Just about everyone born before 1969 remembers watching Neil Armstrong take his first steps on the Moon. Six hundred million viewers were glued to their televisions for the momentous event – but what few people know is that the pictures came courtesy of a radio telescope in the middle of a field in rural Australia.
The observatory, near the small town of Parkes in New South Wales, was built in 1961 and spent its first eight years listening to the stars. But in early 1969, Nasa asked it to perform a much more glamorous task: to receive signals from the first men on the Moon and beam them to mission control in Houston.
As they prepare to mark the 40th anniversary of the Apollo 11 landing next Tuesday, Parkes locals still recall the sense of anticipation in the town. The press had descended, as had four Nasa engineers. Every possible test had been carried out. "We'd been preparing for weeks," says Neil "Fox" Mason, who operated the telescope on that crucial day.
Parkes seemed the perfect choice: its dish, 210ft wide, was the largest in the southern hemisphere and it was in a sheltered spot, relatively free from radio interference. That was the theory, at least.
A week before take-off, the observatory director, John Bolton, said: "Perhaps our biggest weakness is the weather. If we get a very severe storm with very high winds, then we'll no longer be able to keep tracking."
His words proved prescient. But it wasn't only the weather that proved problematic. Armstrong and his fellow astronaut Buzz Aldrin were scheduled to rest for six hours when they landed but they were too excited and decided to leave the lunar module straight away.
The Moon had not yet risen over Parkes. It looked as if the telescope's starring role – which later inspired a whimsical Australian film, The Dish – would instead go to Nasa's tracking station in Goldstone, California.
Mr Mason, retired and still living in Parkes, recalls: "Armstrong threw a spanner in the works." But the pair took so long to don their spacesuits and depressurise the cabin that the Moon was just emerging when they finally appeared. David Cooke, the senior receiving engineer that day, says: "The timing was remarkable."
For the first nine minutes, Houston switched between Goldstone, Parkes and another Nasa station at Honeysuckle Creek, near Canberra. But Parkes's pictures were far superior, so for the remainder of the 2.5-hour broadcast, it was their images that were transmitted around the world.
But then the weather changed."This great storm front came through and caught us all unawares," Mr Mason says. "It was pretty hair-raising. All the alarms were ringing and the control tower was shuddering and swaying." The wind was well outside the safety limits, but Dr Bolton chose to continue anyway.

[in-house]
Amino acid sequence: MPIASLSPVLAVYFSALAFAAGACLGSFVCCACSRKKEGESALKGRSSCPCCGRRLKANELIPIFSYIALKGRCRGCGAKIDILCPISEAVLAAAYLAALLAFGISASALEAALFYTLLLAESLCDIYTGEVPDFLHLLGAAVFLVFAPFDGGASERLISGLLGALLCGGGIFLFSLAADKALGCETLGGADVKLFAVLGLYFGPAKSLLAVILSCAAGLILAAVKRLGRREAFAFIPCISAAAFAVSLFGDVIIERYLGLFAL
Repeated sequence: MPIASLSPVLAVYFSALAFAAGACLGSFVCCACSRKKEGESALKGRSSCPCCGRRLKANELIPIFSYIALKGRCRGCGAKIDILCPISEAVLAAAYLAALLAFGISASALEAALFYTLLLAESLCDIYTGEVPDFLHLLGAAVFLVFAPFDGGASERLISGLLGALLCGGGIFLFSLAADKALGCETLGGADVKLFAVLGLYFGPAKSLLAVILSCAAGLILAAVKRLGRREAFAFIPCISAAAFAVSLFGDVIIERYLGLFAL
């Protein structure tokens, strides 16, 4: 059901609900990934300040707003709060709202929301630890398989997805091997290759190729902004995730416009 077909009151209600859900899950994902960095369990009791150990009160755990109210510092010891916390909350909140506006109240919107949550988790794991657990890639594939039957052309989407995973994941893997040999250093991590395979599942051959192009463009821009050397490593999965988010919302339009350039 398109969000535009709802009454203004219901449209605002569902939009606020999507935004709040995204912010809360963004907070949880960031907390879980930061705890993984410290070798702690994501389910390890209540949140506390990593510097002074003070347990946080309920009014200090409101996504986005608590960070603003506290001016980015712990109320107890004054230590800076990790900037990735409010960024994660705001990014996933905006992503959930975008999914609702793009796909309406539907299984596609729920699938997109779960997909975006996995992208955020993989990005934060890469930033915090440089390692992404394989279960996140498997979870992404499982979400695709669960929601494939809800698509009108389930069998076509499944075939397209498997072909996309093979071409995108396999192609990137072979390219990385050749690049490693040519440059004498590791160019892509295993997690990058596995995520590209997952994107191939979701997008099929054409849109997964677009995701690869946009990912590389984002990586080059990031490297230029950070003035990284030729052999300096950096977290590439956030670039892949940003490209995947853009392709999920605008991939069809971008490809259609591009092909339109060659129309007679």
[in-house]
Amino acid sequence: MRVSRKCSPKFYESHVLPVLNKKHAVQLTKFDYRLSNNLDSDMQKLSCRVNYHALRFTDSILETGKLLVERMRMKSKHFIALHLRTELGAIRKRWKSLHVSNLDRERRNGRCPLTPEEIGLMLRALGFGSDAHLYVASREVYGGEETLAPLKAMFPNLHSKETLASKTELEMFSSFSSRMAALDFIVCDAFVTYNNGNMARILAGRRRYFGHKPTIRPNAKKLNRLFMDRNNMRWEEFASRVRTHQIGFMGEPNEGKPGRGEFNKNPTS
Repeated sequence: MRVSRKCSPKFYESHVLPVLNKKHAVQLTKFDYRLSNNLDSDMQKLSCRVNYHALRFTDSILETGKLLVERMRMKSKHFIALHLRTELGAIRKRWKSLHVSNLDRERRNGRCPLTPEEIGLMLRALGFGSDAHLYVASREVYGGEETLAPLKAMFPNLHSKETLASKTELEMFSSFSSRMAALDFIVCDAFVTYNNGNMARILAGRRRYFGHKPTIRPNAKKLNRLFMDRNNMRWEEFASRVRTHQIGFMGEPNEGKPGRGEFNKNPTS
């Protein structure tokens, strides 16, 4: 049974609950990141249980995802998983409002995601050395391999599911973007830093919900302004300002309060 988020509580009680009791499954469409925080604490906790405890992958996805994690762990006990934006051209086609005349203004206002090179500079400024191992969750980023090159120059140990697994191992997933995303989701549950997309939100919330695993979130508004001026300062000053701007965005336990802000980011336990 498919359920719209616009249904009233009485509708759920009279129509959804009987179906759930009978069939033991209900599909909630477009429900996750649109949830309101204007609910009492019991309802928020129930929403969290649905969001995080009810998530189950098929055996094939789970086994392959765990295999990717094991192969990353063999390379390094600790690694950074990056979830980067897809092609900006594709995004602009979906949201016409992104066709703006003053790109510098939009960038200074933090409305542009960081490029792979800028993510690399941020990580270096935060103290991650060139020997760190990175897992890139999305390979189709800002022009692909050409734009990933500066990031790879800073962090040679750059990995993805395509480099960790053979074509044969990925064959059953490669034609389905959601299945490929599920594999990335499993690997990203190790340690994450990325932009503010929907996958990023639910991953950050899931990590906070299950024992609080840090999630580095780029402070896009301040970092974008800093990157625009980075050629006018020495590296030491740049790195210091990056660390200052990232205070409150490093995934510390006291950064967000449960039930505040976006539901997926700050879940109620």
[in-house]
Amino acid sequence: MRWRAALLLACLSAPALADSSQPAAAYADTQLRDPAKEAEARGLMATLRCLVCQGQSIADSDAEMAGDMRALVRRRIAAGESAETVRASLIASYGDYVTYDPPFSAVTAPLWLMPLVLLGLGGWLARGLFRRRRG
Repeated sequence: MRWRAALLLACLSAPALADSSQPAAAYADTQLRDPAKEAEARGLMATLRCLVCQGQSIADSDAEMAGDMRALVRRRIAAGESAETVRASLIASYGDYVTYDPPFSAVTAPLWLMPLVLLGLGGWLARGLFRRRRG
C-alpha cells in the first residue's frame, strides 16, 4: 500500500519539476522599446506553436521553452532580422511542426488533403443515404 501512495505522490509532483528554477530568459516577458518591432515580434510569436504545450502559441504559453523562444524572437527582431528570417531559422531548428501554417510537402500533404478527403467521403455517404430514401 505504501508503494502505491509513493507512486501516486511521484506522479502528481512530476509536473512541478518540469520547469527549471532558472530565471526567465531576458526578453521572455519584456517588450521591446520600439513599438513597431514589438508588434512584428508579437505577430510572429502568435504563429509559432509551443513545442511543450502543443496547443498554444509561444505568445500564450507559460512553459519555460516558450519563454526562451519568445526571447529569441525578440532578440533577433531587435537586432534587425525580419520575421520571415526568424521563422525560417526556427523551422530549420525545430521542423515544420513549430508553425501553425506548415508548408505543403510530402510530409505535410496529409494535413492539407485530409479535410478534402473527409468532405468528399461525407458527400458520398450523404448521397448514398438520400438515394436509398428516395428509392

Mr Mason remained at the controls of the 1,000-tonne dish, which was tipped to the ground, in its most vulnerable position. "You just hoped the thing wasn't going to come crashing down on top of you," he says.
Mr Cooke was watching the pictures on a monitor screen. When Armstrong stepped on to the Moon, one of the American engineers, who had spent years preparing for the event, observed laconically: "How about that." Afterwards, Mr Cooke went outside and looked up. "The Moon was still in the sky and I thought, gosh, there are people up there, and we've helped to do that."
In 1970, the telescope helped astronauts aboard the stricken Apollo 13 return to Earth and it has supported a string of missions since, including Galileo's probe of Jupiter in 1996. It has also made numerous discoveries.
Over coffee in the nearby Dish Café, where Meteor Muesli and Halley's Hot Dog are on the menu, John Sarkissian, the observatory's operations scientist, ticks them off: "We discovered the magnetic field of the Milky Way galaxy. We identified the most distant objects in the universe, the quasars. We've discovered more pulsars [spinning cores of collapsed stars] than all other radio telescopes combined. We've mapped the distribution of hydrogen in our galaxy to over 300 million years distant."
The mayor of Parkes, Ken Keith, calls the telescope "our icon", and those associated with it admit to an attachment. "It's a very elegant instrument, beautifully proportioned," says Mr Cooke, now 77. But until The Dish was released in 2000, few people even in Australia, knew much about its role in the Apollo 11 mission. Visitor numbers have since doubled.
Mr Cooke says: "I didn't really think at the time that we were making history. We were just doing our job, although I guess we were pretty pleased to be involved, even in a small way." Mr Mason often harks back to that day in 1969: "I still think about it a lot. It was the time of my life."Reuse content